This is such a Nas title for a song. The strings and choir are far more daunting than soulful. Puffy! Thank God this isn’t “Hate Me Now.” Decent drums with a great sample. Nas sounds great. He's nailing every bar. His voice hasn’t been touched by age. This production is open enough for his wordy but enthralling style. EXPLOSIVE DRUMS! HARD! 070 Shake is snatching another strong feature. She really was a great pick up by G.O.O.D. MUSIC. The loop is hard. Nas is talking history. A Black Panther reference, no T'Challa'. I hope Nas never publishes a history book. The impromptu Puffy pop-ups are great. This is the Nas that people have waited for. The content would’ve fit Untitled. I really have to sit with this one to digest everything, but the production is excellent. The Puffy interlude with Shake’s vocals is a Sunday morning service. A great Puffy rant. He’s pumped up. We need to rank all of Puffy’s rants. [Editor's Note: We did.] This is some black power superhero music. “We see that bitch in your eyes” should be Puffy’s catchphrase. Soft keys to close.
2. “Cops Shot The Kid” ft. Kanye West
A Richard Pryor clip. I love the vintage pop in my ears. Slick Rick sample! “Children Story” will be here until the end of time. Kudos to Kanye for chopping up The Ruler. This is Grandma's basement dusty! A nice bass. Very infectious production for such a heavy concept. If you’re going to preach, it’s always best over production that grabs the audience hostage. Nas sounds like he is narrating a Spike Lee film. Spike Lee and Nas is something the world needed in the ‘90s. With the political climate of 2018, this is exactly what I wanted from Nas. Emmett Till reference. Nice little bridge with just the loop. I think he stacked the vocals. That scream is terrifying. KANYE! He brought the backpack to Escobar season. Boom bap Yeezus. I don’t know what was going on during the making of ye but Kanye's rapping has been much better as a featured guest during his five-album summer project. I like his verse better than Nas'. Nas had better content, but this is a great Ye flow. These lyrics are what he should’ve been tweeting. I’m so exhausted by his shaky politics, but this is a great, timely song. Can someone please send this loop to Ice Cube? My gut tells me he would breath fire.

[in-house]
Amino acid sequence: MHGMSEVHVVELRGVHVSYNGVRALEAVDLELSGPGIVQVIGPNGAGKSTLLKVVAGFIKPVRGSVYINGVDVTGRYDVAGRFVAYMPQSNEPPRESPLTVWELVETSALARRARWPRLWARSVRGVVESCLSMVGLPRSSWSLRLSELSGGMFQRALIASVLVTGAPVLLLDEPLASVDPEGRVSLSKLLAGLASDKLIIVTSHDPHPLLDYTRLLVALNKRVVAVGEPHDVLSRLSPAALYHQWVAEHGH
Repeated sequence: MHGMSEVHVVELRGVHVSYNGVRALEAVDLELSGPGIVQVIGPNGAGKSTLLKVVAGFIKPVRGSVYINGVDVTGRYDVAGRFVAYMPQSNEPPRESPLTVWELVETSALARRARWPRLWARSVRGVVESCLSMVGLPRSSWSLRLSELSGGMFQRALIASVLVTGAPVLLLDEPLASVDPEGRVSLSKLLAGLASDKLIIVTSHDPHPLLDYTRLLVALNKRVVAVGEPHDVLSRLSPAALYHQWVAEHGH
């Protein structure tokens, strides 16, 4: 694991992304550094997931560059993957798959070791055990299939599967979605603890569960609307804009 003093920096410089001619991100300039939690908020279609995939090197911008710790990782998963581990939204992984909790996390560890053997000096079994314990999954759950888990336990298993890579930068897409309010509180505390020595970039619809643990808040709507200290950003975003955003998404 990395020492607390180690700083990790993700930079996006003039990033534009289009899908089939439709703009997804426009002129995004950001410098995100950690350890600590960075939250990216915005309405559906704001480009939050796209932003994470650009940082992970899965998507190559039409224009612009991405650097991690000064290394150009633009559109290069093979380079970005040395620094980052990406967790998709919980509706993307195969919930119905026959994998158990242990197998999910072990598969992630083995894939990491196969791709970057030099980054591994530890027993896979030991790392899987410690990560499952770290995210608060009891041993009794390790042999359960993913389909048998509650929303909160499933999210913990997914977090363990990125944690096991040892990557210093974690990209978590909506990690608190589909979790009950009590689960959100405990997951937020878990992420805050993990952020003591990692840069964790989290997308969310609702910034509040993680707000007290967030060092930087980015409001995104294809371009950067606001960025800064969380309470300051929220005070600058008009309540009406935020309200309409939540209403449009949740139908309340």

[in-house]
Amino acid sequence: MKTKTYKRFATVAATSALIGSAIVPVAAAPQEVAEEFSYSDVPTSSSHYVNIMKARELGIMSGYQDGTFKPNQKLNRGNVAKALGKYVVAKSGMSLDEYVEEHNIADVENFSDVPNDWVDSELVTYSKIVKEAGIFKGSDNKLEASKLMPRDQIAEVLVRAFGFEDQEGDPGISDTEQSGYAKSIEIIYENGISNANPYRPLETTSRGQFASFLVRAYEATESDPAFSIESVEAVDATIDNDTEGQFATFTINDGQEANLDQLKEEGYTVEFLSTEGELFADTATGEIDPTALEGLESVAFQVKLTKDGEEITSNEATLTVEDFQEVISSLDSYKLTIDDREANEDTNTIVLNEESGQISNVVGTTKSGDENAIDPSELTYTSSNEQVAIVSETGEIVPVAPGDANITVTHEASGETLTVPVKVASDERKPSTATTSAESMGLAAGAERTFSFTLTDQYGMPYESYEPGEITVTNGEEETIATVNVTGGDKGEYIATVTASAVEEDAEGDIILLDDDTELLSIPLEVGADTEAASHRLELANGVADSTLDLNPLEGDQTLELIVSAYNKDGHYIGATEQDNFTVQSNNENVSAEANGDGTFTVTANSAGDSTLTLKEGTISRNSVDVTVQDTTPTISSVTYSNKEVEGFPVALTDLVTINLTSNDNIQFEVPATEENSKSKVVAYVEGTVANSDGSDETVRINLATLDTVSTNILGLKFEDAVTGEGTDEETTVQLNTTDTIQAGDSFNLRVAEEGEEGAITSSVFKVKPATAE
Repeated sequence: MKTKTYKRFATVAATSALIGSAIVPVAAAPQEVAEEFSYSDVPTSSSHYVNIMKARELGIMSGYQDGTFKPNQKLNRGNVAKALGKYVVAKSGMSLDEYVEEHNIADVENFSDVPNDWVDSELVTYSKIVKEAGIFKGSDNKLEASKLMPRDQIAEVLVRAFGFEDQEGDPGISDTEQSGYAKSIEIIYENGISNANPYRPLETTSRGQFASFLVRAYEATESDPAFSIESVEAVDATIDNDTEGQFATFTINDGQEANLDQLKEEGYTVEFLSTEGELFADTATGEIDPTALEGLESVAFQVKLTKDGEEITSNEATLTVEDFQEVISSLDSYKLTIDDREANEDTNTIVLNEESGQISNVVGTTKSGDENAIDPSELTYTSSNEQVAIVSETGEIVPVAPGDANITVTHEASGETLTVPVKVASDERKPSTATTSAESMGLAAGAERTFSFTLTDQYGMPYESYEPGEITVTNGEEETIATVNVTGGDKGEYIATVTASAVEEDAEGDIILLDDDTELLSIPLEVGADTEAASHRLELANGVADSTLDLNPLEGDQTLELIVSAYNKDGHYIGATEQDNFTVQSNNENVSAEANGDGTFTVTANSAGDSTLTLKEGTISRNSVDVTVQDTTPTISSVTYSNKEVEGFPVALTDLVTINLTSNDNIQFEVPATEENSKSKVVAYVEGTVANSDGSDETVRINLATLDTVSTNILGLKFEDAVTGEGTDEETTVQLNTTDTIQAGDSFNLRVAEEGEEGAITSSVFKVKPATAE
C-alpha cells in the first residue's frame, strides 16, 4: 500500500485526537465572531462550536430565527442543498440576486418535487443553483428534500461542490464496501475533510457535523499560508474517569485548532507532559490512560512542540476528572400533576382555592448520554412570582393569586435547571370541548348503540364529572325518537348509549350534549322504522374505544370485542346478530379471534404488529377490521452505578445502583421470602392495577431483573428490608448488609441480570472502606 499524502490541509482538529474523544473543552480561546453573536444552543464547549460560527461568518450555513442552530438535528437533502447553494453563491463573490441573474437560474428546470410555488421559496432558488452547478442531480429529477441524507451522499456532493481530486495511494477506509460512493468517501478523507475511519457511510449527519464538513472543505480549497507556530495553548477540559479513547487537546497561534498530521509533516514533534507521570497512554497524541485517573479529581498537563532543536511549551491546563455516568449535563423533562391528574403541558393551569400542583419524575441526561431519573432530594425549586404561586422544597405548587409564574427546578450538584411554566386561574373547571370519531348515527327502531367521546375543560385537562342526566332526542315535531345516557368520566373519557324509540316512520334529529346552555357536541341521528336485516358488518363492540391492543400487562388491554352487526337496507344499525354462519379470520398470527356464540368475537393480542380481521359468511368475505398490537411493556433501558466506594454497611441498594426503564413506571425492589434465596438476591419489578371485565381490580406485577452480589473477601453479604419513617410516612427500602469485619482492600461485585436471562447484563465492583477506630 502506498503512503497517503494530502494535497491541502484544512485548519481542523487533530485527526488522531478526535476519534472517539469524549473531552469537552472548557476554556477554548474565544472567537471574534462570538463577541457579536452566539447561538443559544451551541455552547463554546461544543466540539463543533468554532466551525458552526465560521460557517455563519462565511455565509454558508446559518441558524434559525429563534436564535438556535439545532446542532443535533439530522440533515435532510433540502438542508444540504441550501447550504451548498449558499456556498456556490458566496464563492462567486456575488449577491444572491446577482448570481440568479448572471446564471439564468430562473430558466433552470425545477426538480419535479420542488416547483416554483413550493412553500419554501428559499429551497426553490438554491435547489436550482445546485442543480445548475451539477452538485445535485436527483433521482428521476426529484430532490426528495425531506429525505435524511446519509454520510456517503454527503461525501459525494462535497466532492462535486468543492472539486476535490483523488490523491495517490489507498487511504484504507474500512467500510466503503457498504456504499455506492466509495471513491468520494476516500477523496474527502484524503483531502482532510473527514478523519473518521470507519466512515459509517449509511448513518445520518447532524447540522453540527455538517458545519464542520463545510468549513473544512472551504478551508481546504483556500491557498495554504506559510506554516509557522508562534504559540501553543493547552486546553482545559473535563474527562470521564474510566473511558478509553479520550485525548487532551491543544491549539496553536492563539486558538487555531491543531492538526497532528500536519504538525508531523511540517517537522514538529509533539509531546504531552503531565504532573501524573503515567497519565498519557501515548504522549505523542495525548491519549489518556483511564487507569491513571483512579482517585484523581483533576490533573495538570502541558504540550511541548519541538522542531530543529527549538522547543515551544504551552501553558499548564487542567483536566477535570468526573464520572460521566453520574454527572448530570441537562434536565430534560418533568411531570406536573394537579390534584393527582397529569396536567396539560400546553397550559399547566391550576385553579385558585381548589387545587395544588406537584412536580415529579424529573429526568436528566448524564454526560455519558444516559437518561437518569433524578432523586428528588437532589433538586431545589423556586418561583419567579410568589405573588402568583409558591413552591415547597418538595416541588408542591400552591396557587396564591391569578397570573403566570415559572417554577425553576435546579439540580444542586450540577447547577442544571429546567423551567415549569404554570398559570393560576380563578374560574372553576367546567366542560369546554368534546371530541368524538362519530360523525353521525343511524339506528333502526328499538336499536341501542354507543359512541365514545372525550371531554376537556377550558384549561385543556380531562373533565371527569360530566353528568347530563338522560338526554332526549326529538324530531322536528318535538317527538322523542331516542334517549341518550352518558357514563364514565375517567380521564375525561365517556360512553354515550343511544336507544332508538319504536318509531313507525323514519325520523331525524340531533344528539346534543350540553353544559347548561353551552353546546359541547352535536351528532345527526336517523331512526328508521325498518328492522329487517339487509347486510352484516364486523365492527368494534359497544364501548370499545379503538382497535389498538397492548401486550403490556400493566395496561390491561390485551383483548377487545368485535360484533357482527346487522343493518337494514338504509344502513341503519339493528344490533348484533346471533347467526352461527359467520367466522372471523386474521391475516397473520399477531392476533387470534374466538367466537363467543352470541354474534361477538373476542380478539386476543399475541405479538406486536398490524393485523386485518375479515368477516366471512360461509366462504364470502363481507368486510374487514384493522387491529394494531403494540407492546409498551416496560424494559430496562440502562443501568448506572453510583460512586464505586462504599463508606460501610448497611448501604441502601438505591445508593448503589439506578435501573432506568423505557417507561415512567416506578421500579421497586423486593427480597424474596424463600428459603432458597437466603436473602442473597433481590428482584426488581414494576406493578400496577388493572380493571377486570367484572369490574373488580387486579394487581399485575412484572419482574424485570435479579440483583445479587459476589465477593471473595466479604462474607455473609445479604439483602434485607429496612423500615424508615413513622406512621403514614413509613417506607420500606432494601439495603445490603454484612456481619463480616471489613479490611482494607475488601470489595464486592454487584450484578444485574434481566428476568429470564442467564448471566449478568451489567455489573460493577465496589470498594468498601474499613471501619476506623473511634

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3. “White Label”
So far so good. A haunting build up. Someone talking. A chopped-up sample. This is a neck breaker, I’m in love. Never imaged Kanye returning to the crates after all these years. Nas over the loop with no drums. A million for a feature? Nas must think Jeff Bezos wants to build. I guess it’s important to know your worth. Losing sleep on an expensive mattress is a hilarious brag. Nas puts words together with the smoothness of a slick talker who makes every sentence poetry. Even when he’s boasting it’s accomplished with eloquence. The loop just got freaked and the flow is following suit. Many of these verses seem to be Nas just musing with no specific direction. Alright second verse, he’s reminiscing. I would listen to a lecture on any subject over this beat. He just made a nod to the Kanye production. Great breakdown. This weekly dose of gorgeous production is really spoiling me.